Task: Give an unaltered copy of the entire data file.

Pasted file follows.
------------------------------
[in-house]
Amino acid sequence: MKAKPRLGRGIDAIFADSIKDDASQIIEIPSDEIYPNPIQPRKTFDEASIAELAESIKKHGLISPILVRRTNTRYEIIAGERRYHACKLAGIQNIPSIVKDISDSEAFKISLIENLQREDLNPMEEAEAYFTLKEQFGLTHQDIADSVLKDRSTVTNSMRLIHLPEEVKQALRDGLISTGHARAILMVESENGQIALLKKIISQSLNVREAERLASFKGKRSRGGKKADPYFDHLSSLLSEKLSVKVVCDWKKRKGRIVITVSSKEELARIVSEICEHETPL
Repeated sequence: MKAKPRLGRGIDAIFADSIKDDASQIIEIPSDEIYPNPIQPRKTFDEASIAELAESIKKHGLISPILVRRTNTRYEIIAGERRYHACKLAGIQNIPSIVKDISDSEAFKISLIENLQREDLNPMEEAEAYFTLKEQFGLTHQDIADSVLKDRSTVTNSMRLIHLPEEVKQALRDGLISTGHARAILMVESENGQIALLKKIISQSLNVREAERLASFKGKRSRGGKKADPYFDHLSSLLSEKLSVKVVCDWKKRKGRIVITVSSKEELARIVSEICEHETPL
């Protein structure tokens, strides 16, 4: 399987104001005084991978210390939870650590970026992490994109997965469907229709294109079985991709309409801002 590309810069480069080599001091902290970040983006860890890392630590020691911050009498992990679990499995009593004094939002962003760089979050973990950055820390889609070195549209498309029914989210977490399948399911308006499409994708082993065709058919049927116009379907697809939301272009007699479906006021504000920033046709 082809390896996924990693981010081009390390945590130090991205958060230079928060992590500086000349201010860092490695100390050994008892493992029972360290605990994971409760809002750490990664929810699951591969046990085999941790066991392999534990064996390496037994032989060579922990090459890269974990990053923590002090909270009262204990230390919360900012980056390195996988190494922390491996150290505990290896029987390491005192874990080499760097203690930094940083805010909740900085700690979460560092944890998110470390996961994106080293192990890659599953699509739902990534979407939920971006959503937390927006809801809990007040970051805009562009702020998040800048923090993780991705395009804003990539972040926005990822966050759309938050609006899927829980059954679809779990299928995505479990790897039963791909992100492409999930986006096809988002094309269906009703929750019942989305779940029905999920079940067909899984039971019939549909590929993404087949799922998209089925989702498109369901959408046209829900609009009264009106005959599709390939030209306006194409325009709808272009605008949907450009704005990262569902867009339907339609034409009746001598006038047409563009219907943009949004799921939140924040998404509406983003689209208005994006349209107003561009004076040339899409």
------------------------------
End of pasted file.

[in-house]
Amino acid sequence: MKAKPRLGRGIDAIFADSIKDDASQIIEIPSDEIYPNPIQPRKTFDEASIAELAESIKKHGLISPILVRRTNTRYEIIAGERRYHACKLAGIQNIPSIVKDISDSEAFKISLIENLQREDLNPMEEAEAYFTLKEQFGLTHQDIADSVLKDRSTVTNSMRLIHLPEEVKQALRDGLISTGHARAILMVESENGQIALLKKIISQSLNVREAERLASFKGKRSRGGKKADPYFDHLSSLLSEKLSVKVVCDWKKRKGRIVITVSSKEELARIVSEICEHETPL
Repeated sequence: MKAKPRLGRGIDAIFADSIKDDASQIIEIPSDEIYPNPIQPRKTFDEASIAELAESIKKHGLISPILVRRTNTRYEIIAGERRYHACKLAGIQNIPSIVKDISDSEAFKISLIENLQREDLNPMEEAEAYFTLKEQFGLTHQDIADSVLKDRSTVTNSMRLIHLPEEVKQALRDGLISTGHARAILMVESENGQIALLKKIISQSLNVREAERLASFKGKRSRGGKKADPYFDHLSSLLSEKLSVKVVCDWKKRKGRIVITVSSKEELARIVSEICEHETPL
């Protein structure tokens, strides 16, 4: 399987104001005084991978210390939870650590970026992490994109997965469907229709294109079985991709309409801002 590309810069480069080599001091902290970040983006860890890392630590020691911050009498992990679990499995009593004094939002962003760089979050973990950055820390889609070195549209498309029914989210977490399948399911308006499409994708082993065709058919049927116009379907697809939301272009007699479906006021504000920033046709 082809390896996924990693981010081009390390945590130090991205958060230079928060992590500086000349201010860092490695100390050994008892493992029972360290605990994971409760809002750490990664929810699951591969046990085999941790066991392999534990064996390496037994032989060579922990090459890269974990990053923590002090909270009262204990230390919360900012980056390195996988190494922390491996150290505990290896029987390491005192874990080499760097203690930094940083805010909740900085700690979460560092944890998110470390996961994106080293192990890659599953699509739902990534979407939920971006959503937390927006809801809990007040970051805009562009702020998040800048923090993780991705395009804003990539972040926005990822966050759309938050609006899927829980059954679809779990299928995505479990790897039963791909992100492409999930986006096809988002094309269906009703929750019942989305779940029905999920079940067909899984039971019939549909590929993404087949799922998209089925989702498109369901959408046209829900609009009264009106005959599709390939030209306006194409325009709808272009605008949907450009704005990262569902867009339907339609034409009746001598006038047409563009219907943009949004799921939140924040998404509406983003689209208005994006349209107003561009004076040339899409």